Drama reveals changing attitudes about homosexuality
Critics say that the program’s success reflects the Korean public’s increasing tolerance of homosexuality, but continuing controversy over the drama has also exposed a rift within the Christian community between groups that support the drama and those that believe it is inappropriate for evening television.
One of the groups that has raised the most objections to the drama is the Christian organization Esther Praying Movement.
“I don’t understand why there is a homosexual couple on a TV drama, which is supposed to be for families,” Lee Yong-hee, 51, a member of the group and a professor at Kyungwon University, wrote on the group’s Web site. “Seeing two guys hugging each other implies they are having a sexual relationship.”
Esther Praying Movement held a meeting to discuss the issue last month and is planning to focus an issue of its monthly magazine on the subject in the future.
But not all Christians agree.
Jung Hae-joon, a pastor at Korean Christian Presbyterian Church, says that gay people should get the same respect as everyone else.
“The Bible can be interpreted differently depending on the individual, so we have to be flexible in applying what the Bible says and adjust to contemporary trends,” Jung said. “Christians should not condemn people who are in the minority in society. We should reach out and help them.”
Korean society has been slow to accept homosexuality in its ranks. In 2000, when Hong Suk-chun became the first actor to come out as gay, he was fired from all six of his TV shows.
Since then, a number of Korean dramas and movies dance around the issue, but Life is Beautiful is the first to feature an openly gay couple. The 2001 movie “Bungee Jumping of Their Own” had two male characters who were in love, but one was a man reincarnated as a woman. And there were homosexual undertones in the 2007 drama “The 1st Shop of Coffee Prince,” which featured a female character who disguises herself as a man and gets involved with the male lead.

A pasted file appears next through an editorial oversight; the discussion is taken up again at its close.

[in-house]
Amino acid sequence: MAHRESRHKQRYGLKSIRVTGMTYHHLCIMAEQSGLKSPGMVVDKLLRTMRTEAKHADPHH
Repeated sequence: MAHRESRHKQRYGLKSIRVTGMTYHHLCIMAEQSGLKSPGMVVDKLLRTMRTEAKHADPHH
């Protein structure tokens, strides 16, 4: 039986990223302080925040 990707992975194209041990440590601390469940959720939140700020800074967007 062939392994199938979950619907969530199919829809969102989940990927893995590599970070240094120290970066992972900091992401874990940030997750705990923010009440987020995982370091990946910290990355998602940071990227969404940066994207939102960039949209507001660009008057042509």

Viewers commenting on Life is Beautiful’s Web site are largely supportive of the drama.
“I highly respect the writer’s courage to cover homosexuality in the drama, for it is such a rare theme and risks becoming controversial. I hope it will help our society to be at peace without any prejudice,” a user named “nick**” wrote on an online forum.
“Since the drama’s focus is not to provoke viewers with erotic scenes featuring a gay couple, but is centered more on showing various forms of love, it shouldn’t be problematic,” said Yoon Seok-jin, a critic and a professor at Chungnam National University.
Kim Soo-hyun, the writer of Life is Beautiful, said she was focused more on portraying family relationships than on homosexuality.
“I approached the issue of homosexuality as though it could have happened to my son,” she said.
*This article was written with assistance of staff reporter Moon Gwang-lip.
By Sooin Lee, Sooyeon Nahm [email@example.com]